Making these three first albums of experimentations elaborating on the "Tone Float" sound they gradually turned towards a synthesizer sound, and they finally found what they had been searching for in 1974. The "Autobahn" album with the 20-odd minutes title song and a 7" single radio-edit of the song became an instant hit. Kraftwerk had finally found their formula for the future!

Devise an idea...any idea and take it from there:..."nuclear power"..... "trains", (well you´d already covered "car", haven´t you?!)..."robots" as man´s best friend...a new "machine" for the modern home in 1981, "sports" why not about some bicycle race?... and "technopop"...just pop! then, let´s see......"fitness", yes good idea...."I like to ride my bike", you could hear Ralf Hütter say, "Let´s make songs about that and what it does to the human body"....

The recipe above for how to get ideas for making records is my own, of course...but think about it: here you have a couple of very intelligent and well educated Germans. They do have the ability to think up a clever concept for "the next album" ....and the next.....but also with the stamina to carry on honing their thematic concepts to the limit over the next 40 years. 

Finally to top it all by giving your good friend and graphic artist Emil Schult carte blanche to make the visuals. Video films for each of your songs when played live at concerts around the world.....in glorious 3-D of course!!!(-As well as making all the fantastic album covers along the way and, I believe, also their tasteful homepage: www.kraftwerk.com)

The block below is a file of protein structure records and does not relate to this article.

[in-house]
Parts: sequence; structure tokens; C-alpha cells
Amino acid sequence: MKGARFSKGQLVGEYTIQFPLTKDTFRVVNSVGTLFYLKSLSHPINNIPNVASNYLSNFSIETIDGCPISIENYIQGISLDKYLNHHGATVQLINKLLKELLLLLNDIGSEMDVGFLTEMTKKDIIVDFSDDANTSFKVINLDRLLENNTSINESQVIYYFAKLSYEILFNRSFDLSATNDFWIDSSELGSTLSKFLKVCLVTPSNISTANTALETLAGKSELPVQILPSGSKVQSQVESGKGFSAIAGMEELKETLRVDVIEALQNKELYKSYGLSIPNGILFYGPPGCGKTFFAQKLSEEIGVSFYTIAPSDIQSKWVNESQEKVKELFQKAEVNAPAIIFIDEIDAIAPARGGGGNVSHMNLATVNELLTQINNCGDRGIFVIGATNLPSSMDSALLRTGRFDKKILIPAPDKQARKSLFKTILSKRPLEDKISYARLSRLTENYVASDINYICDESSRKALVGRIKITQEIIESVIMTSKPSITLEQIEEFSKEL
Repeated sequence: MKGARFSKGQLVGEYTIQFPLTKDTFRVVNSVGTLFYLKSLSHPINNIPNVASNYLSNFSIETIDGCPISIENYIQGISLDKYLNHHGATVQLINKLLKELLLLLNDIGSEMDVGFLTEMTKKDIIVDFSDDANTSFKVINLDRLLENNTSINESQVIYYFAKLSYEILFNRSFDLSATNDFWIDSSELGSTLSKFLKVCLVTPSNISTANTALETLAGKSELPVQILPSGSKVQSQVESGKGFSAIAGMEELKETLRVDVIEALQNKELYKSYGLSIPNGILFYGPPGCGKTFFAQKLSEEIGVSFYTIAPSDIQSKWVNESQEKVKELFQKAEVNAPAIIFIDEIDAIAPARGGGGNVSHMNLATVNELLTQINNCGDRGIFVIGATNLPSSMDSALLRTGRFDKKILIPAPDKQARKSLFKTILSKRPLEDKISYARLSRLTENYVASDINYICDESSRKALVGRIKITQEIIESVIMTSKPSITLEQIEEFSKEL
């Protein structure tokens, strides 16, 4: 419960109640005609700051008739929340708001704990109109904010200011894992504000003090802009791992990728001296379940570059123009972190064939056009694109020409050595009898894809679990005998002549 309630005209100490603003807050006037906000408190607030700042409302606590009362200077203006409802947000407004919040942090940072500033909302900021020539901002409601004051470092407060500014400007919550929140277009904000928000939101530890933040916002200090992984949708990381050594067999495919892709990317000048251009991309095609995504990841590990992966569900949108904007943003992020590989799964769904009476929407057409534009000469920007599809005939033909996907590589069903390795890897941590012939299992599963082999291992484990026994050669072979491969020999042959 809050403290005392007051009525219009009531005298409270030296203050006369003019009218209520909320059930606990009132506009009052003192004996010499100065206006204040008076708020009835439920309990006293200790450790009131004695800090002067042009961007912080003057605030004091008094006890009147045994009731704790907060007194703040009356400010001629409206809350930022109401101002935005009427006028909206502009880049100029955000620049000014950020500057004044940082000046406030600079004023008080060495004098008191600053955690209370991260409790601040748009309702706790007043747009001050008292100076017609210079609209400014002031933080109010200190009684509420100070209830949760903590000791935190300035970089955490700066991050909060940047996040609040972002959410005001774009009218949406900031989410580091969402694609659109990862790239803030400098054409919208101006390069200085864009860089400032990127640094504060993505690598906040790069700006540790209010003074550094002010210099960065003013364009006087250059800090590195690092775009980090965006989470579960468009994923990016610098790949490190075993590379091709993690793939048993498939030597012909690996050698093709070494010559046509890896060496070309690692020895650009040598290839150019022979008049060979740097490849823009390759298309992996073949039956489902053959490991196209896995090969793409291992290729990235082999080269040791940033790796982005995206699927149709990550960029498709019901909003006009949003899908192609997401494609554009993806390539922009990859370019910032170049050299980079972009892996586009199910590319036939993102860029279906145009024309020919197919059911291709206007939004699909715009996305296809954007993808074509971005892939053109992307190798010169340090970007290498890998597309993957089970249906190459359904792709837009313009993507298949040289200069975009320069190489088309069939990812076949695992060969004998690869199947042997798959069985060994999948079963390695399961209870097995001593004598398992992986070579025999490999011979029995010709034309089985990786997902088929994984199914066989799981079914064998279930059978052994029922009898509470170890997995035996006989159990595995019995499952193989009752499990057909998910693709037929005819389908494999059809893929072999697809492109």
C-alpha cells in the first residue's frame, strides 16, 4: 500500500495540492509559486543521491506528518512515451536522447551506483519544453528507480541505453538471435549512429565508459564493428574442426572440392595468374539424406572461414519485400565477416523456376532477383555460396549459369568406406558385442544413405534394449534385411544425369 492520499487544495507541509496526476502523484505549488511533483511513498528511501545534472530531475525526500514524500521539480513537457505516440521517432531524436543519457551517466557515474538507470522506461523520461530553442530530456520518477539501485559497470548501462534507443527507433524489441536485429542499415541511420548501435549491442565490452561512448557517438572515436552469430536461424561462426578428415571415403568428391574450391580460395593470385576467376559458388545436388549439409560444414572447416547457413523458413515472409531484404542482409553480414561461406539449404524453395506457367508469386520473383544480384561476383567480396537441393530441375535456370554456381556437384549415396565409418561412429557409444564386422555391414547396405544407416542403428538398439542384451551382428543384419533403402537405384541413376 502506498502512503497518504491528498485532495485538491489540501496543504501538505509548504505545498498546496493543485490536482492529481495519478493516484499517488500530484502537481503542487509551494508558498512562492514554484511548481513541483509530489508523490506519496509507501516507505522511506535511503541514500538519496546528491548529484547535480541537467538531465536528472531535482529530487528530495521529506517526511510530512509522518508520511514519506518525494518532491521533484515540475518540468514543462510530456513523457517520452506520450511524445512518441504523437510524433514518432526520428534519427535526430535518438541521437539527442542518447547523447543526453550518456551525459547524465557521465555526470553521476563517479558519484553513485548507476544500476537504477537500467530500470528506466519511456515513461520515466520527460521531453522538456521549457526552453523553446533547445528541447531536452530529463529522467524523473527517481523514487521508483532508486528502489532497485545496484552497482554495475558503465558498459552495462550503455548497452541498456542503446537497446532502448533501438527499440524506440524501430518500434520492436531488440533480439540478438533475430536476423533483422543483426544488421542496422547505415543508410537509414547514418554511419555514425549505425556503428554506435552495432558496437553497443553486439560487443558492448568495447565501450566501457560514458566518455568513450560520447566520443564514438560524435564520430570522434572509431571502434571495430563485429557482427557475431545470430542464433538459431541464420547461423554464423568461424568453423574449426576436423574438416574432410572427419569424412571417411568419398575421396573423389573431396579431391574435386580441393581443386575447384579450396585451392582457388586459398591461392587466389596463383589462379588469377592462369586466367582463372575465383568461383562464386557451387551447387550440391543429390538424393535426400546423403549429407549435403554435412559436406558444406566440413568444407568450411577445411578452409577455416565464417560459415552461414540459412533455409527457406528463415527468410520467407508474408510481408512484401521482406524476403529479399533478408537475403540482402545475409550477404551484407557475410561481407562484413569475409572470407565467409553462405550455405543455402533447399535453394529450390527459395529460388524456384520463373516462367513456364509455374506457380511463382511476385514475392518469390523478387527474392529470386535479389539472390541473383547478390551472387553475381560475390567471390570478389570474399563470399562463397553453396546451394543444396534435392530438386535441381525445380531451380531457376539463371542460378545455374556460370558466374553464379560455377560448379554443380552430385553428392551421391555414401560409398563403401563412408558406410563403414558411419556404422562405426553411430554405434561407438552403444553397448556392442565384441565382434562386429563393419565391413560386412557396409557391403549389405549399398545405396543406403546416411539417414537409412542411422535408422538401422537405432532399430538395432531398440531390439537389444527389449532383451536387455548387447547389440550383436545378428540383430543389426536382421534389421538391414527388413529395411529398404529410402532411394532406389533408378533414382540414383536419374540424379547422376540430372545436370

The last couple of years have seen Kraftwerk move from concert halls and rock festivals to.....art galleries and Museums for modern art!!
 Yes, technopop has finally become ART!!

I also love the story about Kraftwerk being commissioned to compose a tune for the Hannover World Fair.
Kraftwerk laughed all the way to the (Deutsche) Bank: "Did they really pay us the equvalent of 200.000 Euros for one song, the "EXPO 2000" - and was it ever used for that purpose?", they asked themselves in awe!!):


-read all about it here:

http://en.wikipedia.org/wiki/Expo_2000_(song)

-watch the result here:

  https://www.youtube.com/watch?v=_VkvSl-bhuE





All of the above has been achieved by Kraftwerk for the last 45 years or so. With one album after the other filled with beautiful melodies and with themes and concepts either serious or funny but Kraftwerk always set their own high standards especially regarding sound. The sound of the electronic instruments themselves but also the overall sound of the albums.
The singing is in a league of its own and done either in deadpan English with a distinct German accent or rather in their mother tongue!!


As helpers early on was a couple of other Düsseldorfers Michael Rother and Klaus Dinger.
As they had ideas of their own, they left Kraftwerk and formed the band Neu! where they would develop their musical ideas. Michael Rother sometimes played with other musicians this leading to another interesting offshot Harmonia.